As the (stupid) impeachment trial of (our amazing) President Donald Trump moves forward in the U.S. Senate, there’s one looming question the doggone deranged Democrats keep asking: Why don’t the president and his Republican supporters in Congress want any witnesses to testify?

It’s a zany question, of course, because the answer is simply: “Because.” What more do you need, snowflake?

The president has already said his phone call with the Ukrainian president, a central part of the impeachment case, was “perfect.” He has already said the impeachment is a “hoax” and a “sham.” By never reading a single fact-check, I have seen zero evidence that President Trump is capable of lying, so why in the world do Democrats think he needs more people to step forward and prove his innocence?

It’s an absurd demand. But the libs just won’t shut up about it, and they keep going on and on about “evidence” and “testimony” and how “no reasonable person who knows people can prove he’s innocent would prevent those people from testifying, it literally makes no sense whatsoever.”

During the first day of the trial on Tuesday, Rep. Val Demings of Florida, one of the Democratic House impeachment managers, said: “As a career law enforcement officer, I have never seen anyone take such extreme steps to hide evidence allegedly proving his innocence. And I do not find that here today. The president is engaged in this cover-up because he is guilty, and he knows it.”

NICE TRY, DEMINGS! If the president knows he’s guilty, why would he have so loudly proclaimed his innocence? Checkmate.

Rep. Hakeem Jeffries of New York, also a Democratic impeachment manager, said: “A fair trial requires witnesses in order to provide the truth, the whole truth and nothing but the truth.”

Does it? Not when the accused is known by everyone (who listens to Fox News’ Sean Hannity) as a paragon of virtue and an esteemed truth-teller.

While the do-nothing Democrats continue this charade in the Senate, let me present a reasonable explanation for why Trump is fighting tooth and nail to block even a scrap of evidence or testimony that could be exculpatory.

What do we know? We know Trump is the greatest president in history. We know he is an amazing man who has accomplished remarkable things. And we know he is honest and only interested in helping others.

So why would this model human being not want brilliant folks—such as acting Chief of Staff Mick Mulvaney, former national security adviser John Bolton and former Energy Secretary Rick Perry—to testify and prove his innocence?

I can answer that with one word: humility.

Donald Trump is a very humble man—he would undoubtedly say the most humble ever—and I’m sure he’s worried that if any of the people he has surrounded himself with in the White House were to testify, they might reveal amazing details about his fabulousness.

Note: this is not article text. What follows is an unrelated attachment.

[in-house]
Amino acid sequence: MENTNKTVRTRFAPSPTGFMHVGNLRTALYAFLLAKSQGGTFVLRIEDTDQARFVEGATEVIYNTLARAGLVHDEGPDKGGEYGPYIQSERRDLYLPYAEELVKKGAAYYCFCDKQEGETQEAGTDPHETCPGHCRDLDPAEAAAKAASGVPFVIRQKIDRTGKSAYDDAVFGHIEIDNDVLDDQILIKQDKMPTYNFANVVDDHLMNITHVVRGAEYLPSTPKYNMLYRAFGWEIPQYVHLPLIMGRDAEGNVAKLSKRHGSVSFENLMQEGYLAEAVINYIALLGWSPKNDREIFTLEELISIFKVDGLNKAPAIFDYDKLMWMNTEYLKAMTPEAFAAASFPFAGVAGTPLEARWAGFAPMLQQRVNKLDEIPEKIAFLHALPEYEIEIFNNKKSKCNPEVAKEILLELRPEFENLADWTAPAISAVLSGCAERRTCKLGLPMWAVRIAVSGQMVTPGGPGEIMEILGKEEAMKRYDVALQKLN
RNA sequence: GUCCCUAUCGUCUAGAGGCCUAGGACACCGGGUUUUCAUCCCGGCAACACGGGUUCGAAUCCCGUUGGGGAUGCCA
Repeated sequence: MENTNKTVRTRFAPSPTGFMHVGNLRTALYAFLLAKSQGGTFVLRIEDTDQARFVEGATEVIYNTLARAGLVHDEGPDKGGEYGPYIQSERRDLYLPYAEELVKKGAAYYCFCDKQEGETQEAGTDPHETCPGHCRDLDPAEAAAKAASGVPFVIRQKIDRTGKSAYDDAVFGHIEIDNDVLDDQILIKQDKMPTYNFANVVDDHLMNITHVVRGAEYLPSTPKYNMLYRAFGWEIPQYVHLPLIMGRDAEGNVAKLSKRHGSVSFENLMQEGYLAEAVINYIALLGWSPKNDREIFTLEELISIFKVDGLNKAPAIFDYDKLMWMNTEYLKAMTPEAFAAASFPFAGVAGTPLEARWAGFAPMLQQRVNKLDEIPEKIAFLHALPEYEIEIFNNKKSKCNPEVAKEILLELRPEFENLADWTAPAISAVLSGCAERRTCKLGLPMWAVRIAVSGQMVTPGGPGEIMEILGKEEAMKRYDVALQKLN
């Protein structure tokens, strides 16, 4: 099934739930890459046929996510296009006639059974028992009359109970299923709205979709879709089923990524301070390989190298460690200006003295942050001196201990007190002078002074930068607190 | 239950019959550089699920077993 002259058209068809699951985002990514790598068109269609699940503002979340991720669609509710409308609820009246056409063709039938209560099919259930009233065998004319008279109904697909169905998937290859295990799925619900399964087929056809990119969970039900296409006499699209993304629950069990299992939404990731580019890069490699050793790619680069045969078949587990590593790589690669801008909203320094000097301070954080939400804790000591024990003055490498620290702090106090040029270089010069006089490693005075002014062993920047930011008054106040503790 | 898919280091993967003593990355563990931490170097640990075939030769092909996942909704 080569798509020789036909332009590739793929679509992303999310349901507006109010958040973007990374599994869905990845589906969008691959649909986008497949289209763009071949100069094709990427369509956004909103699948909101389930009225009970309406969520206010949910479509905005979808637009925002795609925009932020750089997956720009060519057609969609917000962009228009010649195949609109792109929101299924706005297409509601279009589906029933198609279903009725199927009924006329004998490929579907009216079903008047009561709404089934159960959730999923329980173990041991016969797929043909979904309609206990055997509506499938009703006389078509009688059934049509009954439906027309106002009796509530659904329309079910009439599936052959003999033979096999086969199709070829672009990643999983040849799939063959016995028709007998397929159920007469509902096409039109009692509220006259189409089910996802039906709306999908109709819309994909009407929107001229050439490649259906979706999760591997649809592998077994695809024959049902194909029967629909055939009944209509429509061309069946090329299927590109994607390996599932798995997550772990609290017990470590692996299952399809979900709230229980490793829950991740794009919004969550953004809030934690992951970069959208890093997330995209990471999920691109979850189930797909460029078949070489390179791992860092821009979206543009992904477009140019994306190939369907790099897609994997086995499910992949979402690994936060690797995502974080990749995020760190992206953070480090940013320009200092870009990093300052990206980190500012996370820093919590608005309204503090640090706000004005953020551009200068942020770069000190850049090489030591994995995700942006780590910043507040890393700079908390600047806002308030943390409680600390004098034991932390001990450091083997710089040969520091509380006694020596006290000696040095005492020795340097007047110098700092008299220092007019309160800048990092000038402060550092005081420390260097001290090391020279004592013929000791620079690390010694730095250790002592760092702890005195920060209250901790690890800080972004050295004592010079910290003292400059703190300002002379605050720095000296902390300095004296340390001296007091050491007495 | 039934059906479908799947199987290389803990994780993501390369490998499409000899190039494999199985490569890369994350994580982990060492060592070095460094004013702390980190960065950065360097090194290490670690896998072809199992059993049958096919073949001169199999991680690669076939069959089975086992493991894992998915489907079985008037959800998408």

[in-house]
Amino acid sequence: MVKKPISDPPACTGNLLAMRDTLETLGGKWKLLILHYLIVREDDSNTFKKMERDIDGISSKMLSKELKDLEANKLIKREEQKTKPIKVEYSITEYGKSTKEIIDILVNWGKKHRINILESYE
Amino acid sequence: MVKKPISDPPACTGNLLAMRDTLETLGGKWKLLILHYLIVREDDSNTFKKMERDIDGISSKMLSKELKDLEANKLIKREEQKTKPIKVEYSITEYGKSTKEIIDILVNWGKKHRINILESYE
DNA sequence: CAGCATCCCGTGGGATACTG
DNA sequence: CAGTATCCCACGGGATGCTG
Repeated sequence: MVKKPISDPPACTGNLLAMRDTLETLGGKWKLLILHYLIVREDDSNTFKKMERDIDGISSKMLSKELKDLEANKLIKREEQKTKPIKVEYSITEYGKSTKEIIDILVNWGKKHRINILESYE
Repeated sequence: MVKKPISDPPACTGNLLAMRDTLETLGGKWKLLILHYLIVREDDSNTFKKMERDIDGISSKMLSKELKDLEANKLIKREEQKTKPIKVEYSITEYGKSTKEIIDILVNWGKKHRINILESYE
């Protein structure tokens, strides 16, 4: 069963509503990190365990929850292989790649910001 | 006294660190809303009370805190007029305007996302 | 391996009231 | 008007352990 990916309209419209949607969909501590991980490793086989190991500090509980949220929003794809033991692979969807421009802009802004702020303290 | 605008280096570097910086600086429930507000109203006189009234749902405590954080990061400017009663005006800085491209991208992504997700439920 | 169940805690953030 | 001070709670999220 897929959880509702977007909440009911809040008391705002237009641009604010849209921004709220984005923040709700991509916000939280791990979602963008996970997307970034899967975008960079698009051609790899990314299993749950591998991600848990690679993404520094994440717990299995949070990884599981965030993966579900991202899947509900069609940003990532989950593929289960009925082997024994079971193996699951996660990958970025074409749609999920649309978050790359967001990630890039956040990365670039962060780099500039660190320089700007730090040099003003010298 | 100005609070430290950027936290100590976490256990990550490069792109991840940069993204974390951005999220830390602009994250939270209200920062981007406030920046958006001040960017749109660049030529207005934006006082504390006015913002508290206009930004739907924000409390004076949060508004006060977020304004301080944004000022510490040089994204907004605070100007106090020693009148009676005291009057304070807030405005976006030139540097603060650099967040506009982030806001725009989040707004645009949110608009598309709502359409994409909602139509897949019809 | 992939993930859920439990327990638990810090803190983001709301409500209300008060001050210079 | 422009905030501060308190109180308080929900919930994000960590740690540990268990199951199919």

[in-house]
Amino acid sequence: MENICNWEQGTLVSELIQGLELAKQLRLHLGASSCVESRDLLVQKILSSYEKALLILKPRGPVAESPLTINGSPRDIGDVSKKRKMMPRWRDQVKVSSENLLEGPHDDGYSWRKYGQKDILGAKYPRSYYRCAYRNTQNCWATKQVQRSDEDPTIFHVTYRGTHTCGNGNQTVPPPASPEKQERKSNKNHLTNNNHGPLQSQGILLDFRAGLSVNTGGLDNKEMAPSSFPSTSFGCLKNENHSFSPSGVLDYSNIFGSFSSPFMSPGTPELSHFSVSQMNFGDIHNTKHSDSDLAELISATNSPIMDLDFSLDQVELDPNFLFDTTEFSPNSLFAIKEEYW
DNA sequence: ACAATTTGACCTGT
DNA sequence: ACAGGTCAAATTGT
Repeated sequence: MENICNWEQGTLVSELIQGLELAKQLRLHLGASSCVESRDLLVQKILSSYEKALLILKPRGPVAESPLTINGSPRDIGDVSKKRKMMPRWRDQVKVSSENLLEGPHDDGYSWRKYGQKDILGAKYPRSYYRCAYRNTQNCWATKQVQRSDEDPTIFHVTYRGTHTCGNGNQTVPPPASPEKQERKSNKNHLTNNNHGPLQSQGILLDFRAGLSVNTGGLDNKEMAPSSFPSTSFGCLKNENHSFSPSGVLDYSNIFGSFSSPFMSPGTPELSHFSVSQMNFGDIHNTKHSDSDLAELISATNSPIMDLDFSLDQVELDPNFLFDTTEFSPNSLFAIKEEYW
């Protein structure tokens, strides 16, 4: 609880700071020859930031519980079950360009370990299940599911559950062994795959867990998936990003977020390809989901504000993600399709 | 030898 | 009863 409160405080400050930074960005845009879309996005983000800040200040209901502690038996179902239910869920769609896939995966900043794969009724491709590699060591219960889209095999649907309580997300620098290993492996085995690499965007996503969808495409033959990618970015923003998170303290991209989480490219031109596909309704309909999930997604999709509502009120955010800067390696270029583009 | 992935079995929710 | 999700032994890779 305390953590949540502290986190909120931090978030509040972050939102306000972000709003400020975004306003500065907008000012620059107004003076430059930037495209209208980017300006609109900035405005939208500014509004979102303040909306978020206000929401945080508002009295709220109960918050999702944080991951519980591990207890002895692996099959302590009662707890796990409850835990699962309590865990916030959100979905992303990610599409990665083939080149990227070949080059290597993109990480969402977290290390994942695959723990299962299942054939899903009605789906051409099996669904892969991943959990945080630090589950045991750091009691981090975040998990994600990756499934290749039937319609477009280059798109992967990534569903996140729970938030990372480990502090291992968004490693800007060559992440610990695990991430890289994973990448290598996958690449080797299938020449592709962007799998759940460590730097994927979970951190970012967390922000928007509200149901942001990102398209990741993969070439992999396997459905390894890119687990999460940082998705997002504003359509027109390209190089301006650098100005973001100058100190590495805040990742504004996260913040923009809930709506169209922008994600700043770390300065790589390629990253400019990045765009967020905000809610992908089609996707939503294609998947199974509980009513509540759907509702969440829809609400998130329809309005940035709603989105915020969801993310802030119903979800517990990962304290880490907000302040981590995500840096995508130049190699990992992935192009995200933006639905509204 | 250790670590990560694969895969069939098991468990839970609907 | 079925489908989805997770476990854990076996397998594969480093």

For example, imagine Mulvaney, under oath, describing the perfectness of Trump’s phone call with the Ukrainian president while also noting that Trump looked staggeringly handsome while making the call. How embarrassing would that be for someone as modest as Trump?

Bolton would certainly knock down any and all accusations against the president, but while doing so he might accidentally reveal Trump’s affinity for explaining why he considers Kantian ethics superior to utilitarianism. Talk about mortifying!

Perry would surely annihilate the Democrats’ allegations against Trump. But given Perry’s history as a competitor on “Dancing With the Stars,” he’s likely to know things about Trump’s appreciation for neoclassical ballet and interpretive dance.

The president has worked hard to hide his deep appreciation for the arts, reading, philosophy and cogent thought. And he clearly hates drawing attention to himself. So the only conclusion is: Our unassuming president is terrified that if witnesses are allowed at his impeachment trial, they’ll speak too highly of him.

Yes, a regular, nonhumble person accused of wrongdoing would trot out anyone who could prove the allegations false. And yes, every other impeachment trial in American history has included witnesses. And admittedly, it’s almost impossible to believe a person with nothing to hide would block evidence and testimony.

Granted, it seems odd that lawmakers from one political party, sworn to uphold the Constitution and under oath as impartial jurors, would not insist that witnesses to what they claim is perfectly legal presidential behavior step up and testify.

And sure, I suppose the whole thing, taken out of context, smells fishier than a dock downwind of a tuna cannery.

But doubting Trump’s innocence would require two things supporters like me could never embrace: Believing Democrats are right. Believing Trump is lying.

So let’s stick with my theory about Trump’s humility. It’s not that he fears the truth. He just fears the truth will be too awesome for us all to handle.


Rex Huppke is a columnist for the Chicago Tribune.

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